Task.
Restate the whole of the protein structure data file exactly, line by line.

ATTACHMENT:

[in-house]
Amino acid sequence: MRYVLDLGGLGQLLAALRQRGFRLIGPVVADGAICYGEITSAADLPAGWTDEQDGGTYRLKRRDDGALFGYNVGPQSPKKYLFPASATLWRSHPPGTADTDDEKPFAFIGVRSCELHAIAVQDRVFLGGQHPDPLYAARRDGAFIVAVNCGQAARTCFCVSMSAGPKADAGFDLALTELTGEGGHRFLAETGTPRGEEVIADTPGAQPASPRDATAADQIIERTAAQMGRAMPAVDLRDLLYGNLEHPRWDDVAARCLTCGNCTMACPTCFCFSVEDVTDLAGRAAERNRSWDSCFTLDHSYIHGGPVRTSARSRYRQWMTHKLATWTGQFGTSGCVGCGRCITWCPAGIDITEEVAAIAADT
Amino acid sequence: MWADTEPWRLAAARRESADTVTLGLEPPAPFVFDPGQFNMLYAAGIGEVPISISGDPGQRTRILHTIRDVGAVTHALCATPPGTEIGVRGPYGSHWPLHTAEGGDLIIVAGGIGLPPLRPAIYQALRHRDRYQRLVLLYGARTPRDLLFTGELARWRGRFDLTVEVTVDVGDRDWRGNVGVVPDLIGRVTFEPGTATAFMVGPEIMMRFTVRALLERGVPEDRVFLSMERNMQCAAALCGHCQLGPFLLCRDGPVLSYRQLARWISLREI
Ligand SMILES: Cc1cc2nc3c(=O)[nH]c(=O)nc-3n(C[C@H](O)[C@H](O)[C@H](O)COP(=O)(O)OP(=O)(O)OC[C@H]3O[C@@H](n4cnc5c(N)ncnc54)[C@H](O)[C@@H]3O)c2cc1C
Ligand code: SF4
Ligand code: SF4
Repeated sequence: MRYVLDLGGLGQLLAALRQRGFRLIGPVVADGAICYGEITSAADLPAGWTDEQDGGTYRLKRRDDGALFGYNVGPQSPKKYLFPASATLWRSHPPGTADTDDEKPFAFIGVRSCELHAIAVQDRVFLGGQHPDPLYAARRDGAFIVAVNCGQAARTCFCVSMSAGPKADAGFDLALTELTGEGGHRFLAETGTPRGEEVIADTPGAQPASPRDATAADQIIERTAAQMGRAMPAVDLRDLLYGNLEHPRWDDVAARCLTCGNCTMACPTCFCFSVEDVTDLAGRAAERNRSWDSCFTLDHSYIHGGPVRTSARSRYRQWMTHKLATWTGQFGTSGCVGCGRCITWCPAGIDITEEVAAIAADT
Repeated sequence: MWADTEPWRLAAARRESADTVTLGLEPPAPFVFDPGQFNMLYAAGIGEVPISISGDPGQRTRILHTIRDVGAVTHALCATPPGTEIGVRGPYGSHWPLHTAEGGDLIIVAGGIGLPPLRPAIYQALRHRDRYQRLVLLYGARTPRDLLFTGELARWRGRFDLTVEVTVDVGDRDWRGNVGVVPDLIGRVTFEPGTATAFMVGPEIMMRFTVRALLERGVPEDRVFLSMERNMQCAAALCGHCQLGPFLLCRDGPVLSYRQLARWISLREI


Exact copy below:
[in-house]
Amino acid sequence: MRYVLDLGGLGQLLAALRQRGFRLIGPVVADGAICYGEITSAADLPAGWTDEQDGGTYRLKRRDDGALFGYNVGPQSPKKYLFPASATLWRSHPPGTADTDDEKPFAFIGVRSCELHAIAVQDRVFLGGQHPDPLYAARRDGAFIVAVNCGQAARTCFCVSMSAGPKADAGFDLALTELTGEGGHRFLAETGTPRGEEVIADTPGAQPASPRDATAADQIIERTAAQMGRAMPAVDLRDLLYGNLEHPRWDDVAARCLTCGNCTMACPTCFCFSVEDVTDLAGRAAERNRSWDSCFTLDHSYIHGGPVRTSARSRYRQWMTHKLATWTGQFGTSGCVGCGRCITWCPAGIDITEEVAAIAADT
Amino acid sequence: MWADTEPWRLAAARRESADTVTLGLEPPAPFVFDPGQFNMLYAAGIGEVPISISGDPGQRTRILHTIRDVGAVTHALCATPPGTEIGVRGPYGSHWPLHTAEGGDLIIVAGGIGLPPLRPAIYQALRHRDRYQRLVLLYGARTPRDLLFTGELARWRGRFDLTVEVTVDVGDRDWRGNVGVVPDLIGRVTFEPGTATAFMVGPEIMMRFTVRALLERGVPEDRVFLSMERNMQCAAALCGHCQLGPFLLCRDGPVLSYRQLARWISLREI
Ligand SMILES: Cc1cc2nc3c(=O)[nH]c(=O)nc-3n(C[C@H](O)[C@H](O)[C@H](O)COP(=O)(O)OP(=O)(O)OC[C@H]3O[C@@H](n4cnc5c(N)ncnc54)[C@H](O)[C@@H]3O)c2cc1C
Ligand code: SF4
Ligand code: SF4
Repeated sequence: MRYVLDLGGLGQLLAALRQRGFRLIGPVVADGAICYGEITSAADLPAGWTDEQDGGTYRLKRRDDGALFGYNVGPQSPKKYLFPASATLWRSHPPGTADTDDEKPFAFIGVRSCELHAIAVQDRVFLGGQHPDPLYAARRDGAFIVAVNCGQAARTCFCVSMSAGPKADAGFDLALTELTGEGGHRFLAETGTPRGEEVIADTPGAQPASPRDATAADQIIERTAAQMGRAMPAVDLRDLLYGNLEHPRWDDVAARCLTCGNCTMACPTCFCFSVEDVTDLAGRAAERNRSWDSCFTLDHSYIHGGPVRTSARSRYRQWMTHKLATWTGQFGTSGCVGCGRCITWCPAGIDITEEVAAIAADT
Repeated sequence: MWADTEPWRLAAARRESADTVTLGLEPPAPFVFDPGQFNMLYAAGIGEVPISISGDPGQRTRILHTIRDVGAVTHALCATPPGTEIGVRGPYGSHWPLHTAEGGDLIIVAGGIGLPPLRPAIYQALRHRDRYQRLVLLYGARTPRDLLFTGELARWRGRFDLTVEVTVDVGDRDWRGNVGVVPDLIGRVTFEPGTATAFMVGPEIMMRFTVRALLERGVPEDRVFLSMERNMQCAAALCGHCQLGPFLLCRDGPVLSYRQLARWISLREI